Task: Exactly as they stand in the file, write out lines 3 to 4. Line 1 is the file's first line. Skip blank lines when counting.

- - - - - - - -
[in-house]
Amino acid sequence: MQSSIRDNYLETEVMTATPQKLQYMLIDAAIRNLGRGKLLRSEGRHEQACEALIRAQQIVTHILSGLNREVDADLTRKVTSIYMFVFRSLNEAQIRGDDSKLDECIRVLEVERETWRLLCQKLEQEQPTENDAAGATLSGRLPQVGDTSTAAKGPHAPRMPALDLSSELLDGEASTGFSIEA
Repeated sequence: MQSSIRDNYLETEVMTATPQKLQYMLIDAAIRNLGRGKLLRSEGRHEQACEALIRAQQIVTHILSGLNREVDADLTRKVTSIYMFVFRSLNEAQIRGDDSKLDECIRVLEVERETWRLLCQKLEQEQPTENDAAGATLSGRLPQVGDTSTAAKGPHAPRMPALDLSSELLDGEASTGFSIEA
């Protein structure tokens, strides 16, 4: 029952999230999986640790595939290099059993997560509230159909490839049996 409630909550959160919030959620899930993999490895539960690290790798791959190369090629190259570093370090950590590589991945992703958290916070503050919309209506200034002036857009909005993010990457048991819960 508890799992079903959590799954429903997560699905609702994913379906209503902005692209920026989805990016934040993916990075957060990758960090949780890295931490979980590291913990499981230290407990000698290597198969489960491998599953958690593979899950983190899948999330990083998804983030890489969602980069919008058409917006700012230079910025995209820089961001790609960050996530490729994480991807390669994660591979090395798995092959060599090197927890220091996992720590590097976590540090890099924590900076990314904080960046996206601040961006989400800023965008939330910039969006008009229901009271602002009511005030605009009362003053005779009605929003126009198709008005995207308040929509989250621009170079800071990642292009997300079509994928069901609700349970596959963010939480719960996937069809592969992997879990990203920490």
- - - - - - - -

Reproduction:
Repeated sequence: MQSSIRDNYLETEVMTATPQKLQYMLIDAAIRNLGRGKLLRSEGRHEQACEALIRAQQIVTHILSGLNREVDADLTRKVTSIYMFVFRSLNEAQIRGDDSKLDECIRVLEVERETWRLLCQKLEQEQPTENDAAGATLSGRLPQVGDTSTAAKGPHAPRMPALDLSSELLDGEASTGFSIEA
């Protein structure tokens, strides 16, 4: 029952999230999986640790595939290099059993997560509230159909490839049996 409630909550959160919030959620899930993999490895539960690290790798791959190369090629190259570093370090950590590589991945992703958290916070503050919309209506200034002036857009909005993010990457048991819960 508890799992079903959590799954429903997560699905609702994913379906209503902005692209920026989805990016934040993916990075957060990758960090949780890295931490979980590291913990499981230290407990000698290597198969489960491998599953958690593979899950983190899948999330990083998804983030890489969602980069919008058409917006700012230079910025995209820089961001790609960050996530490729994480991807390669994660591979090395798995092959060599090197927890220091996992720590590097976590540090890099924590900076990314904080960046996206601040961006989400800023965008939330910039969006008009229901009271602002009511005030605009009362003053005779009605929003126009198709008005995207308040929509989250621009170079800071990642292009997300079509994928069901609700349970596959963010939480719960996937069809592969992997879990990203920490």